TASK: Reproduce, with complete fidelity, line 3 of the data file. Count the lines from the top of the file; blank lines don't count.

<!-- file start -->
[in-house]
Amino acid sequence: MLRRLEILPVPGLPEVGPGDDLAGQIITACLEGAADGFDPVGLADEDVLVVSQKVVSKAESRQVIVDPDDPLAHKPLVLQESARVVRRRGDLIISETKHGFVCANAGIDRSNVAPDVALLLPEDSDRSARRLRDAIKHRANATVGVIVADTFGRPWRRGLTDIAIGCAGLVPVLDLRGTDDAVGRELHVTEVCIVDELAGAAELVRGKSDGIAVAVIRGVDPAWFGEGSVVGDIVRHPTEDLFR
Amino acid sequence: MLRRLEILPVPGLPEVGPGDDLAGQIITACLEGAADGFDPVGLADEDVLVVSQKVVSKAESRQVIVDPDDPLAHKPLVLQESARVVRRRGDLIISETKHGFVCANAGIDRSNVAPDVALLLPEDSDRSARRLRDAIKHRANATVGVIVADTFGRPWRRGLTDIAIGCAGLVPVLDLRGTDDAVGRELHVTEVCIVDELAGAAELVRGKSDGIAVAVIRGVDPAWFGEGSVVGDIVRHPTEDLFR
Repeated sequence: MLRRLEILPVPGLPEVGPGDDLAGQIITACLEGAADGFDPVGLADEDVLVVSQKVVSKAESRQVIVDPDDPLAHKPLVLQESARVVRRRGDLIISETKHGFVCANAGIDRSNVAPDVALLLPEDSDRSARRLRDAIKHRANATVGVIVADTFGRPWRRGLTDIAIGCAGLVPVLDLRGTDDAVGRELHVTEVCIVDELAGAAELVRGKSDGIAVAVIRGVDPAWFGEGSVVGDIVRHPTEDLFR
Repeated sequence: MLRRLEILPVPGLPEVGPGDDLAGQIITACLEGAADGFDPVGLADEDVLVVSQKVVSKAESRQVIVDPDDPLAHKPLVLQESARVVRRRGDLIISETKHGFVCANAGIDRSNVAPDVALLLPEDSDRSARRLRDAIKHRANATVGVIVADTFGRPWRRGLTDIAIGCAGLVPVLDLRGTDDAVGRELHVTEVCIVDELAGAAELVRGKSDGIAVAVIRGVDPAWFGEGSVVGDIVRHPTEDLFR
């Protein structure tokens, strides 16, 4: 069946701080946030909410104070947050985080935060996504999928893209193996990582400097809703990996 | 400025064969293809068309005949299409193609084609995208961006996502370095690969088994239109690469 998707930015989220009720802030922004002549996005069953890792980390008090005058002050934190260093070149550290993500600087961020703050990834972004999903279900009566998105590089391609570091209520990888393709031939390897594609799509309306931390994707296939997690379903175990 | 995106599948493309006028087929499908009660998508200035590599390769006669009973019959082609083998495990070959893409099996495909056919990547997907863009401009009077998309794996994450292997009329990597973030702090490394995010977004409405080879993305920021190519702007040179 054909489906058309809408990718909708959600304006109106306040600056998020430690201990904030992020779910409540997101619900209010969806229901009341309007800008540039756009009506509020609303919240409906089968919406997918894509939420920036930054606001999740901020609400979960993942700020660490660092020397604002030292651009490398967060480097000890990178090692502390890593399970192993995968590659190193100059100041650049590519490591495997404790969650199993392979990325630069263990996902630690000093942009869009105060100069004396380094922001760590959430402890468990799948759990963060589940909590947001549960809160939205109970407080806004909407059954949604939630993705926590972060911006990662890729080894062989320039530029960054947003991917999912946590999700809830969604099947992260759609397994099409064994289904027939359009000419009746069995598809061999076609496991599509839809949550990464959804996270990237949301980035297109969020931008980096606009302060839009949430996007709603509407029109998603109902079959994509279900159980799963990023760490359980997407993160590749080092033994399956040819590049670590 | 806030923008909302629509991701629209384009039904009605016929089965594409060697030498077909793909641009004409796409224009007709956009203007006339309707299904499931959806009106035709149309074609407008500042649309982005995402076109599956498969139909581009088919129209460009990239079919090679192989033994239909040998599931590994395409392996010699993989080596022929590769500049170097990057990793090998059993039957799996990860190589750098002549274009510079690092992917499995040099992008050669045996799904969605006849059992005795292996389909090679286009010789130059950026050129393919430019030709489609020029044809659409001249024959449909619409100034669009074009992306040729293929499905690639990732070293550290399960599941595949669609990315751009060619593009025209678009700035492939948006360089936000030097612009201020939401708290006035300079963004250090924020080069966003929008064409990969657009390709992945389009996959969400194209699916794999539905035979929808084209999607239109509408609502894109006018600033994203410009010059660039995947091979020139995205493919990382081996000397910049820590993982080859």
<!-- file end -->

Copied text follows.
Amino acid sequence: MLRRLEILPVPGLPEVGPGDDLAGQIITACLEGAADGFDPVGLADEDVLVVSQKVVSKAESRQVIVDPDDPLAHKPLVLQESARVVRRRGDLIISETKHGFVCANAGIDRSNVAPDVALLLPEDSDRSARRLRDAIKHRANATVGVIVADTFGRPWRRGLTDIAIGCAGLVPVLDLRGTDDAVGRELHVTEVCIVDELAGAAELVRGKSDGIAVAVIRGVDPAWFGEGSVVGDIVRHPTEDLFR